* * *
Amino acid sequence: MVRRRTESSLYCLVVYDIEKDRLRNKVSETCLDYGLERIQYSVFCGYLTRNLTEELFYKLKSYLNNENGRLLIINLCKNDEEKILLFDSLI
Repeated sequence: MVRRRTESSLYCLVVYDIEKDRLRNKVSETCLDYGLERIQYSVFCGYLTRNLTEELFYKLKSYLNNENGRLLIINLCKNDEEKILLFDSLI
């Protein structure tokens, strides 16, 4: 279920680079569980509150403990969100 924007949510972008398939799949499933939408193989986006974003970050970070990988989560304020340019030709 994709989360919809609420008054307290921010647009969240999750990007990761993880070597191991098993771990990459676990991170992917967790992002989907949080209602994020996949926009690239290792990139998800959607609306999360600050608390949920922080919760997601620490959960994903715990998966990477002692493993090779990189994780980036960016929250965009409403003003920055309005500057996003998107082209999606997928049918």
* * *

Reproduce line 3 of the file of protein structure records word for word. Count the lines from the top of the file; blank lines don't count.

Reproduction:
């Protein structure tokens, strides 16, 4: 279920680079569980509150403990969100 924007949510972008398939799949499933939408193989986006974003970050970070990988989560304020340019030709 994709989360919809609420008054307290921010647009969240999750990007990761993880070597191991098993771990990459676990991170992917967790992002989907949080209602994020996949926009690239290792990139998800959607609306999360600050608390949920922080919760997601620490959960994903715990998966990477002692493993090779990189994780980036960016929250965009409403003003920055309005500057996003998107082209999606997928049918």